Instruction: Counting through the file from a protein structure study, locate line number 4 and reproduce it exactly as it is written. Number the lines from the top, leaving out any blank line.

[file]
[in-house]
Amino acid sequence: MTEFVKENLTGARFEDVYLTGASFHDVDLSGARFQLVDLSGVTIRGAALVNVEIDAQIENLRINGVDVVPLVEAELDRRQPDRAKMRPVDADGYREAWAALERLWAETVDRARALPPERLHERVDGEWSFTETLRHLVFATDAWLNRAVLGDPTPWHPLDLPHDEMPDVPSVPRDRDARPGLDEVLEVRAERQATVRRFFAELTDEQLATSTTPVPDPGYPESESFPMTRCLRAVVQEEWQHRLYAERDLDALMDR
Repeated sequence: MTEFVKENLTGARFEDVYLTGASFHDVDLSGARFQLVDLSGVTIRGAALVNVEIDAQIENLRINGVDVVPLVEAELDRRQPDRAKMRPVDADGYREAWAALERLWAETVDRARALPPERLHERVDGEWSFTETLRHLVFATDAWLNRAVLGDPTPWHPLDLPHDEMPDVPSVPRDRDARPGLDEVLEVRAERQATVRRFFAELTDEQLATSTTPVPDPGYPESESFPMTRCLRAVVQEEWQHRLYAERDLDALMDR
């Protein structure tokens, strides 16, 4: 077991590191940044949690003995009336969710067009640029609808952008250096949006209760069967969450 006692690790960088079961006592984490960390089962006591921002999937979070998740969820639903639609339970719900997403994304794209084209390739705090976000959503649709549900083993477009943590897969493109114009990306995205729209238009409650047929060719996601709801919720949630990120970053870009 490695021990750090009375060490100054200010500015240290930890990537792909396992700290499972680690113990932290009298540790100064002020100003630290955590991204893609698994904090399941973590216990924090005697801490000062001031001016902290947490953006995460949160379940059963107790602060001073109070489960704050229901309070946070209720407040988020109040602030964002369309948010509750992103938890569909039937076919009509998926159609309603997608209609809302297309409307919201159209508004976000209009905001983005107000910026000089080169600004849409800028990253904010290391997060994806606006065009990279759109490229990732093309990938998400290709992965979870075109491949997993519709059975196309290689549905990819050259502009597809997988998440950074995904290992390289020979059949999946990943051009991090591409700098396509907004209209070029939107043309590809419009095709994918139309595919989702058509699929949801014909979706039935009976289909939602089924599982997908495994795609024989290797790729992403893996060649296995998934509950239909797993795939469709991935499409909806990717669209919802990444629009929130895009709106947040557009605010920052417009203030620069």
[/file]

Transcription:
């Protein structure tokens, strides 16, 4: 077991590191940044949690003995009336969710067009640029609808952008250096949006209760069967969450 006692690790960088079961006592984490960390089962006591921002999937979070998740969820639903639609339970719900997403994304794209084209390739705090976000959503649709549900083993477009943590897969493109114009990306995205729209238009409650047929060719996601709801919720949630990120970053870009 490695021990750090009375060490100054200010500015240290930890990537792909396992700290499972680690113990932290009298540790100064002020100003630290955590991204893609698994904090399941973590216990924090005697801490000062001031001016902290947490953006995460949160379940059963107790602060001073109070489960704050229901309070946070209720407040988020109040602030964002369309948010509750992103938890569909039937076919009509998926159609309603997608209609809302297309409307919201159209508004976000209009905001983005107000910026000089080169600004849409800028990253904010290391997060994806606006065009990279759109490229990732093309990938998400290709992965979870075109491949997993519709059975196309290689549905990819050259502009597809997988998440950074995904290992390289020979059949999946990943051009991090591409700098396509907004209209070029939107043309590809419009095709994918139309595919989702058509699929949801014909979706039935009976289909939602089924599982997908495994795609024989290797790729992403893996060649296995998934509950239909797993795939469709991935499409909806990717669209919802990444629009929130895009709106947040557009605010920052417009203030620069």